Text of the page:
Editor's Note: The Kyiv Post 20th Anniversary Series continues with a first-person remembrance from Lily Hyde, one of the most elegant long-form writers who ever graced the pages of the Kyiv Post since its founding in 1995. She specialized in coverage of social problems. Hyde went on to author two books about Ukraine and continues to contribute articles to the Kyiv Post.
In October, the Crimean parliament quietly submitted to the Russian Duma legislation, adopted a few weeks later, which would render “legitimate and legally justifiable” all actions taken by the Crimean authorities in Crimea between Feb. 27, 2014 and Jan. 1, 2015.
SLOVIANSK-SEMENIVKA-MYKOLAYIVKA, Ukraine – Brand new windows and doors and the smell of fresh paint greeted Semenivka voters on Oct. 26 at a polling station inside a local school. Occupied by Kremlin-backed separatist proxies in May, the school, like most buildings in this Donetsk Oblast village just outside the district center of Sloviansk, was heavily damaged when Ukrainian forces won back control of the area in July.
Those comparing Russian aggression in east Ukraine with Germany’s invasion of Czechoslovakia in 1938–39 remark how, then as now, it is fatally hard to interfere in “a quarrel in a far away country between people of whom we know nothing.”
Soldiers from western Ukraine retreated from the war front near Amvrosiivka in Donetsk Oblast on Aug. 23 while, back home in Ivano-Frankivsk, desperate wives and mothers blocked roads demanding the return of their men.
SLOVIANSK, Ukraine -- For 10 years, the rehabilitation center run by the Good News Church in Krasny Molochar in Sloviansk sheltered lost souls: people made homeless as a result of drug and alcohol addiction or other personal disasters, who wanted to build their lives again.
IVANO-FRANKIVSK, Ukraine -- It’s probably not deliberately ironic that refugees from predominantly Russian-speaking east Ukraine, arriving in Ivano-Frankivsk, are directed straight to the headquarters of Osvita, an organisation promoting Ukrainian language and culture.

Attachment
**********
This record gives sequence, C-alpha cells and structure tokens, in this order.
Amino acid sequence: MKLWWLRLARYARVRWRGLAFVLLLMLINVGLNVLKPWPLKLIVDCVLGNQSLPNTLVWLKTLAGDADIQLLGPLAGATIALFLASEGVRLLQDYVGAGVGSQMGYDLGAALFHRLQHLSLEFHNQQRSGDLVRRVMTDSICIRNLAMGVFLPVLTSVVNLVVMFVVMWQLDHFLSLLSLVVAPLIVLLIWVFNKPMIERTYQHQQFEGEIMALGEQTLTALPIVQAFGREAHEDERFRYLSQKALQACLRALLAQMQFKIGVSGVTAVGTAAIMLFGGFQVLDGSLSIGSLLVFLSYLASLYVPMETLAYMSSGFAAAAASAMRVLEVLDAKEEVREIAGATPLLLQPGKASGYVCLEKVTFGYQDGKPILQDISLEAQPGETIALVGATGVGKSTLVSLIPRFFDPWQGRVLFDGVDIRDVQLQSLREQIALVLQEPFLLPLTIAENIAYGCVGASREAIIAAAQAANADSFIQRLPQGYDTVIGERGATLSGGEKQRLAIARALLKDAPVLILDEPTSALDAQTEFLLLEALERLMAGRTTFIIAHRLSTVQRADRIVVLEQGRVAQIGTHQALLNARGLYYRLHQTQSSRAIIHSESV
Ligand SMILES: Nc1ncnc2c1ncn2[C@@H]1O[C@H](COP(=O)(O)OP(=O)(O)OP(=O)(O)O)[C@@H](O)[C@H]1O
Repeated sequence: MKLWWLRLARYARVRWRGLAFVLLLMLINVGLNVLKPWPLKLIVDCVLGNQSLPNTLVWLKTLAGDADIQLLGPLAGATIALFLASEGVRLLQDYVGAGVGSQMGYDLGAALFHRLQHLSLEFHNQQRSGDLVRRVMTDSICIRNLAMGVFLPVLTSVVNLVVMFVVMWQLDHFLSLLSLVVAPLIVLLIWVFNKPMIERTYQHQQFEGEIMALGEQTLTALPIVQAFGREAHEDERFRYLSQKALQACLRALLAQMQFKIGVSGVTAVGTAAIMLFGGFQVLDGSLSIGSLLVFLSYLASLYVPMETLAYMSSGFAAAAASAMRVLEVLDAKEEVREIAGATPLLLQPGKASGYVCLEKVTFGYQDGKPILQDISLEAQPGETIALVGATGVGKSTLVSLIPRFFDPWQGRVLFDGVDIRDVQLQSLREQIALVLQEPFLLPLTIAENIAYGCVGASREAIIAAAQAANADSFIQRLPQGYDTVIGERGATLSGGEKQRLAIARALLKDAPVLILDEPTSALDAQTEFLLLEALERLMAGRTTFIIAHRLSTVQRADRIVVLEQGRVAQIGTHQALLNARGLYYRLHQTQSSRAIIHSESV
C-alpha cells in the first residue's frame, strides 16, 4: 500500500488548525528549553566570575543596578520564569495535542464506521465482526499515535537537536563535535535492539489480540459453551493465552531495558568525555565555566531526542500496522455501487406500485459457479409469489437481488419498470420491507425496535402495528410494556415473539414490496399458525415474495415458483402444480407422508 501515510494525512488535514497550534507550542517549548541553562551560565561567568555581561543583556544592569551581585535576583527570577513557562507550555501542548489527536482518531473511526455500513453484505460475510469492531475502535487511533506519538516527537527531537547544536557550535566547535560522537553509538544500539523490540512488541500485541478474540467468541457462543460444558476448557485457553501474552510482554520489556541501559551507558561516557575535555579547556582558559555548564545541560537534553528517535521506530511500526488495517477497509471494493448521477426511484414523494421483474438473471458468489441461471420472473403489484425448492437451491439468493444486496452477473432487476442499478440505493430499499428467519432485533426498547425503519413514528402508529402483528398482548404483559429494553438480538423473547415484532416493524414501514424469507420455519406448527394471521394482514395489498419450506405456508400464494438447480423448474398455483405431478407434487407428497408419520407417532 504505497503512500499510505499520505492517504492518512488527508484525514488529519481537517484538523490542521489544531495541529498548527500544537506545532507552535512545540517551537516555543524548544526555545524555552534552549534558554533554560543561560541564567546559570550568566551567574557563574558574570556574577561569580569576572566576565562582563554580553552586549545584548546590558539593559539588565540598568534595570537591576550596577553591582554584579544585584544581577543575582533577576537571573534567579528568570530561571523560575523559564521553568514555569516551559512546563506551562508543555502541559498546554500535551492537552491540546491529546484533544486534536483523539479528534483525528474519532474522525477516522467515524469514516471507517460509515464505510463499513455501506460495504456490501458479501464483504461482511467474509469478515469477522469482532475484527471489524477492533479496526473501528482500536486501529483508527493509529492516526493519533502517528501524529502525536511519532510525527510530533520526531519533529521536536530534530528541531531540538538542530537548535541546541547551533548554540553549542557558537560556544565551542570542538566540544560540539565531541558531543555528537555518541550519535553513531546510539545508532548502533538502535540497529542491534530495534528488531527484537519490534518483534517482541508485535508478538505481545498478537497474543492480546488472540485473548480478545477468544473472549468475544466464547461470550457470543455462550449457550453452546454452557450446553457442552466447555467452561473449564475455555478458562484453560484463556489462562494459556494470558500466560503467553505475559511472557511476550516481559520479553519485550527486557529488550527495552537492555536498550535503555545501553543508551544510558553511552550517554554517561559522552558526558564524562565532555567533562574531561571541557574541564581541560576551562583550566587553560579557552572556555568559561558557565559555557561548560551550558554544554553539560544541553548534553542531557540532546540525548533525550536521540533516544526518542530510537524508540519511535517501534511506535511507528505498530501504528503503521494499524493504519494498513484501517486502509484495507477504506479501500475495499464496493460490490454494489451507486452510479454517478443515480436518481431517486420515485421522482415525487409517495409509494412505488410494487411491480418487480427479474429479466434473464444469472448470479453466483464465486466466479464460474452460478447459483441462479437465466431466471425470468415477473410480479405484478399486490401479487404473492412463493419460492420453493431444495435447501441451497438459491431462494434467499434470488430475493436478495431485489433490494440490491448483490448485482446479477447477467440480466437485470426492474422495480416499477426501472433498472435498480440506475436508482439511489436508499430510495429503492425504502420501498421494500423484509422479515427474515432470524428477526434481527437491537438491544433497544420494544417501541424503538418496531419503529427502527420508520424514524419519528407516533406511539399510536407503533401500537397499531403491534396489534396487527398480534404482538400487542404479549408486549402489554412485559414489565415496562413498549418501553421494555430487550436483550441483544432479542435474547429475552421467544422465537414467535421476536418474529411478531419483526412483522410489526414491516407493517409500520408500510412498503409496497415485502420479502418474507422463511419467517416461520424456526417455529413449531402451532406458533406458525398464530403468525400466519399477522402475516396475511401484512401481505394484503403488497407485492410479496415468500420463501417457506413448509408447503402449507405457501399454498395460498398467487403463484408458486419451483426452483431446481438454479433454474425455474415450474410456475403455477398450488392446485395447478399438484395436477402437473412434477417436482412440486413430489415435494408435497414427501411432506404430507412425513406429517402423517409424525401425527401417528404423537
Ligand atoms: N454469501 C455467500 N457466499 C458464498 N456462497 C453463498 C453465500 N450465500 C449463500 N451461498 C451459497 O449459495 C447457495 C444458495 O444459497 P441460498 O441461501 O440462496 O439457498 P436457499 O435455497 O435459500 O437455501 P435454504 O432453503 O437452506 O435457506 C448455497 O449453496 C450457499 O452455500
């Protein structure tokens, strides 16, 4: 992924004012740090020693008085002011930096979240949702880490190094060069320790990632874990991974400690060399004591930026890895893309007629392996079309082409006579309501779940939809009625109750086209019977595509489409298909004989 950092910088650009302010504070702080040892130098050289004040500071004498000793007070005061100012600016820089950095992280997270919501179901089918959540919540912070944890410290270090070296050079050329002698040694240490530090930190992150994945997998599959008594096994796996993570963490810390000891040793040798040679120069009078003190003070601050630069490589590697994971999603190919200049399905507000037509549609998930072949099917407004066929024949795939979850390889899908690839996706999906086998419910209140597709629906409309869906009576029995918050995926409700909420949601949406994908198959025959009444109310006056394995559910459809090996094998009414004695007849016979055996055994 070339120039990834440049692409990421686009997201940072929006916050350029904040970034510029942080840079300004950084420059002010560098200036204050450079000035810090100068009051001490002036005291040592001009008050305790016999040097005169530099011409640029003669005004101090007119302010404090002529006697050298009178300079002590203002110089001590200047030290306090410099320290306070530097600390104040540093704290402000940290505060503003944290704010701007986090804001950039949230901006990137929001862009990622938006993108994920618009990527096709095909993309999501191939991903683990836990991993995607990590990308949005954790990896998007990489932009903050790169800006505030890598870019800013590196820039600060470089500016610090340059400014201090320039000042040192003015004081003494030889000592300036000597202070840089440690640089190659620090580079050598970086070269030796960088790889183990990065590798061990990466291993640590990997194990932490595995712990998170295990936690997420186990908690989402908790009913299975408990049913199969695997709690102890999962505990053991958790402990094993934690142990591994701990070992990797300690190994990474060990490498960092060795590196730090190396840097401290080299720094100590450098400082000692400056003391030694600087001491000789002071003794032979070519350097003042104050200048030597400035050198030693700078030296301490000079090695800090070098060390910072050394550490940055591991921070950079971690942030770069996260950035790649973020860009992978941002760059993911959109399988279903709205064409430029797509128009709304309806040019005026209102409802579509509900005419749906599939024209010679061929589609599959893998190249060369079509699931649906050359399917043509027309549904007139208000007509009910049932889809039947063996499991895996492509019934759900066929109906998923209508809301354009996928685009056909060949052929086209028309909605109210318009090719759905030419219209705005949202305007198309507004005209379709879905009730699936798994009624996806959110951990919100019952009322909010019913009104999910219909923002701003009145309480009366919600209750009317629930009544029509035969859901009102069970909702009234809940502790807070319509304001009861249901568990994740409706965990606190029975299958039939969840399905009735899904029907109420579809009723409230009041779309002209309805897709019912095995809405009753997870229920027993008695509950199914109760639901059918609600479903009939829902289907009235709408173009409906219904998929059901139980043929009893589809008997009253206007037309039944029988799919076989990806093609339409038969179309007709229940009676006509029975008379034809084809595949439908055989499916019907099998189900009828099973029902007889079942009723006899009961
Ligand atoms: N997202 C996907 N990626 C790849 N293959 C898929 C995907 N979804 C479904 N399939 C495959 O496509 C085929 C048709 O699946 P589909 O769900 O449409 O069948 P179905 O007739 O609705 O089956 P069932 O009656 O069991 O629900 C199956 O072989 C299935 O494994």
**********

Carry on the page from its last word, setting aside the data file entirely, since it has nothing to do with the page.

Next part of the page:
Perhaps anyone trying to understand Russian internal and external policy-making should look at what has been happening this last week in Crimea. I’ve been trying to reconcile some different pieces of news related to the peninsula, and what I get is a window onto the graveyard of ideologies that is today’s Russia.
SIMFEROPOL, Crimea -- Working as a journalist in Crimea since March, at first I was told again and again by pro-Russians: “Tell the truth.”
The first casualties of war are human life and property, and the horrific destruction of both is happening daily in eastern Ukraine. But there are other casualties.
SARI-BASH, Crimea – The village of Sari-Bash, in Pervomaysk region, is a long way from Crimean tourist brochure images of lush mountains, white palaces and blue seas. Its identical Soviet-era houses sit amid endless hectares of flat, dry, wind-blown steppe. You can see for miles, but there is not much there except cows, sheep, thistles and vast swathes of scarlet poppies.
SIMFEROPOL, Crimea -- The entrance to the Simferopol Trade Union building, which stands opposite the Cabinet of Ministers on Lenin Square, has been obstructed daily by members of so-called Crimean self-defense militias since March.
SIMFEROPOL, Crimea – Eskender Bariyev has already clocked 400 kilometers this week in defense of his civil rights, and he will add another 400 on May 25. That’s two return journeys from the Crimean capital of Simferopol to the nearest polling station on mainland Ukraine, and the distance he is prepared to travel in order to vote for Ukraine’s next president.
ODESSA, Ukraine -- Ukraine will choose a new president in two weeks in an election considered crucial to the country’s future and even existence. But there is little sign of election fever in the southern port city of Odessa, Ukraine's third largest with more than one million people.
ODESSA, Ukraine -- "Death to fascism," say notices pinned on the walls. On a bench is a box of Molotov cocktails, a board studded with nails to puncture car tires, a stack of rifles. Beyond stands a target for shooting practice – the scrawled figure has a swastika where its heart should be.
ODESSA, Ukraine – In the bloodiest day in Ukraine since government snipers claimed more than 50 lives during the EuroMaidan Revolution on Feb. 20, 46 people were killed in Odessa on May 2. The violence started when an armed group of pro-Russian activists attacked a peaceful pro-Ukrainian rally, whose participants, uncharacteristically, fought back.
ODESSA, Ukraine -- Odessa, the Black Sea city of one million people noted for its seaside holidays and distinctive sense of humor, is deep in mourning this week as funerals take place for the 46 people killed in street fights and a fatal fire on May 2.
ODESSA, Ukraine -- Odessa took a dangerous step away from Ukrainian government control on May 4 as local police gave in to a mob and released 67 people they had been holding since the night of May 2, when a Russian-backed crowd sparked clashes that led to the deaths of more than 40 people -- most of them in a horrific fire.